At the top of that agenda is the property tax tool kit.
The passage of Cap 2.0 is a huge accomplishment. It’s a hard cap on property taxes that cannot be breached without voter approval.
This accomplishment also came together with the bi-partisan understanding that a tool kit of reforms would be delivered to municipalities by year end. At the time, both Republicans and Democrats acknowledged what Bill Dressel has been saying all along -- that the tool kit of reforms is critical to helping lower costs at the local level.
As you are well aware, nearly three of every four dollars in your budgets goes to various personnel costs: salaries and employee benefits. Without the tool kit reforms, like civil service reform, collective bargaining reform, and pension and benefit reform, these costs will continue to grow, outpacing capped revenue growth, with the potentially disastrous result of layoffs and service cuts.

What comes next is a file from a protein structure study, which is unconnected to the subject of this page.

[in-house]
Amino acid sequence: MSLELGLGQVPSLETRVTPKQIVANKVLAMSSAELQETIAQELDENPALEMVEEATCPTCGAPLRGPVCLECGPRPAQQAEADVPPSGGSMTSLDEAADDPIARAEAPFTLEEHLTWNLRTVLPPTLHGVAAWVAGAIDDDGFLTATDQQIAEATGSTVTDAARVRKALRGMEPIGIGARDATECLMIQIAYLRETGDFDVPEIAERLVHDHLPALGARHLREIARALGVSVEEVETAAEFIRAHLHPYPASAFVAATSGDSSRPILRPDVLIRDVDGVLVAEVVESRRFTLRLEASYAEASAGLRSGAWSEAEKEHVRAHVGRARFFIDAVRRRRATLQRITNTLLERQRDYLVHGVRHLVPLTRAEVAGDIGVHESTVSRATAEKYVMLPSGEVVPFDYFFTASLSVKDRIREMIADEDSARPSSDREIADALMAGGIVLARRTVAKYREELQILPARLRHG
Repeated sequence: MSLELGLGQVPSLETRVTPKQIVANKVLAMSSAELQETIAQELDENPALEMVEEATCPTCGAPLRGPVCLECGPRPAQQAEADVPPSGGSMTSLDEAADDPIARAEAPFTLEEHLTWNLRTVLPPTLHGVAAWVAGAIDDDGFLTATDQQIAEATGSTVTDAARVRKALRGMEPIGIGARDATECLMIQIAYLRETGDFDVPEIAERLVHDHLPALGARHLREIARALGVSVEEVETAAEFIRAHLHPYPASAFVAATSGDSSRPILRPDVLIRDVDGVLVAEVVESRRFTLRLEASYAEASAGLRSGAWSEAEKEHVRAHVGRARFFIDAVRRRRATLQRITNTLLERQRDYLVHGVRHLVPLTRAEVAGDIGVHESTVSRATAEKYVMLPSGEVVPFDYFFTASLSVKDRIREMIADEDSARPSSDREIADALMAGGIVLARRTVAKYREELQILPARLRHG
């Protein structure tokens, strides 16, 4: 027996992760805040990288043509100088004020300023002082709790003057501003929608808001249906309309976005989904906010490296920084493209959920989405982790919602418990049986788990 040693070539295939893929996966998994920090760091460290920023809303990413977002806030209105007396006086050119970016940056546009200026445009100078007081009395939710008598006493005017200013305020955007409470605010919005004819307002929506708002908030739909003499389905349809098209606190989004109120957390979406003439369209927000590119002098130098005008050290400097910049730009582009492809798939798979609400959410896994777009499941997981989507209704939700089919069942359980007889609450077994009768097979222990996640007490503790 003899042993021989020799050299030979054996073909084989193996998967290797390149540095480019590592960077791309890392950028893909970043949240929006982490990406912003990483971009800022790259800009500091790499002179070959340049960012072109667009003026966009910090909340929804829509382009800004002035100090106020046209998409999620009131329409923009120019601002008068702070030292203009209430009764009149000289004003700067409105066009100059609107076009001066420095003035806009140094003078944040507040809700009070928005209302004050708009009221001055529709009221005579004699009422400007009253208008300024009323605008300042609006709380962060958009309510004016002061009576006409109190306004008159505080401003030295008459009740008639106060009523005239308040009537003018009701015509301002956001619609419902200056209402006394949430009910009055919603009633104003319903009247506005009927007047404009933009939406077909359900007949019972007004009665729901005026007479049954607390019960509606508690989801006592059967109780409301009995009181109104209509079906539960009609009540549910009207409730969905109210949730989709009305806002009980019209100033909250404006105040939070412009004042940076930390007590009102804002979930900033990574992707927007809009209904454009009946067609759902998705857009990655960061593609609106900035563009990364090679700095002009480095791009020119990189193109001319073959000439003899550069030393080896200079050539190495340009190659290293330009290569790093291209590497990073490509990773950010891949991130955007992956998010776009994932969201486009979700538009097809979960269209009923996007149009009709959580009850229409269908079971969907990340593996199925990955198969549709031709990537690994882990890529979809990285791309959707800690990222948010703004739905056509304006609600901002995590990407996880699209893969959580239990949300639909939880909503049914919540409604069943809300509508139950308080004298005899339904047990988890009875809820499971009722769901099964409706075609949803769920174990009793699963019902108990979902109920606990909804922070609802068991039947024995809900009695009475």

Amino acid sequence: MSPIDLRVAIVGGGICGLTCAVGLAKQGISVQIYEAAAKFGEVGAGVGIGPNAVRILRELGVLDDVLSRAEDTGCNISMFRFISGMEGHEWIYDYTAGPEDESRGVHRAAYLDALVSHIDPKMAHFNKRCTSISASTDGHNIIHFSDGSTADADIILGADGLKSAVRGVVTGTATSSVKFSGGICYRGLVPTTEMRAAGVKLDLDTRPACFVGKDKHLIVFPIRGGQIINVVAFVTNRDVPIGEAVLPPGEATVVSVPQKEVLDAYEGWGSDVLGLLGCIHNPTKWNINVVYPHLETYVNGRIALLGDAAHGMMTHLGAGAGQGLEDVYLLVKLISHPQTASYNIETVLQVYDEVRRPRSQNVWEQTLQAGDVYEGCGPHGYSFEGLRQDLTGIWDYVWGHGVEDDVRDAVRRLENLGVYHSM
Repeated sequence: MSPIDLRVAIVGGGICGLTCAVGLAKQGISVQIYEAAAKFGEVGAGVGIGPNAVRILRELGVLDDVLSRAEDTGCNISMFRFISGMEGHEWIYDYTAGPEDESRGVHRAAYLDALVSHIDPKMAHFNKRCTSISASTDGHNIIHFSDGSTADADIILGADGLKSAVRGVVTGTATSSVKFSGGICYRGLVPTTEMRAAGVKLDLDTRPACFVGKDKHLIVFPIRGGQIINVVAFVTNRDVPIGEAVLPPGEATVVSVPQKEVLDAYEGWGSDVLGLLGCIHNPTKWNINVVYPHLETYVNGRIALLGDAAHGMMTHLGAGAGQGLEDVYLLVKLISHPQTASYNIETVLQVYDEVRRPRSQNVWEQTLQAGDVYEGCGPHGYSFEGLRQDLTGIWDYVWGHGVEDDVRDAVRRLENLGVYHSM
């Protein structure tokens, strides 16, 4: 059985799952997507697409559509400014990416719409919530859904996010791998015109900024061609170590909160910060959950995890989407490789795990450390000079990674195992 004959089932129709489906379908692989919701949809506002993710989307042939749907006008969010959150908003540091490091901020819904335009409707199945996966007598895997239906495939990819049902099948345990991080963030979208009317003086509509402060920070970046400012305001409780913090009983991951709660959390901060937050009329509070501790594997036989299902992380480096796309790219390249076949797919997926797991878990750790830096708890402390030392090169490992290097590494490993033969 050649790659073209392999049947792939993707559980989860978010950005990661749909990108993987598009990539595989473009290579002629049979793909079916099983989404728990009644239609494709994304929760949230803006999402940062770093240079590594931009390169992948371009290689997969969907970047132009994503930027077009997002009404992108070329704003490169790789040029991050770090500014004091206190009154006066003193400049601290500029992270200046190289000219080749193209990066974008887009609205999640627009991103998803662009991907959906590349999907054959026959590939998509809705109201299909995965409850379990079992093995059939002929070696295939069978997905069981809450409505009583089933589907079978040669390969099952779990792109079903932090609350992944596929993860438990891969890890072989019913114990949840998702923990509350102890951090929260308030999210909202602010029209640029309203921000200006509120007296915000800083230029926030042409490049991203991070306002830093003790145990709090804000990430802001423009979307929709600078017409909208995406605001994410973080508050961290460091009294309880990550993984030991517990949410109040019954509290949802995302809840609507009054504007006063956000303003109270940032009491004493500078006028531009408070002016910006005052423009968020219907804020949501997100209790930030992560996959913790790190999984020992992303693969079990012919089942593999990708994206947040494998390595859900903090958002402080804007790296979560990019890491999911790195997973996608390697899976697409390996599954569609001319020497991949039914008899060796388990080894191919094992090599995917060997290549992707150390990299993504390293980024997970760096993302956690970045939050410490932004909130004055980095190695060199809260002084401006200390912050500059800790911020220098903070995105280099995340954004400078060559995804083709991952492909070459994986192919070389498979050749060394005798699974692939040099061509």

No one wants to see that happen.
Passing the tool kit is a must. Many of you have stood up and spoken out on these issues. You have written letters, spoken to your local newspapers, showed up in the halls of the statehouse to lobby your legislators and stood side-by-side with Governor Christie and me.
And, moreover, you’ve shown that this is not a partisan issue. Mayors and municipal leaders for both parties all across the state have shown their support for these reforms and pressed for action. You recognize that the problems of our times are too great for partisan business as usual politics.
And we thank you for it.
But as friends must do when working together, I must be honest. We must go further and we must be unrelenting. The Governor and I will speak out at every opportunity on the legislative inaction on this issue. We know you will be the ones who have to deal with the end result. As you know all too well, when the spending side of your budget does not meet the revenue side, you will be the ones left with the tough decisions. You will be the ones who will face the cut in services, the layoffs and ultimately the voters.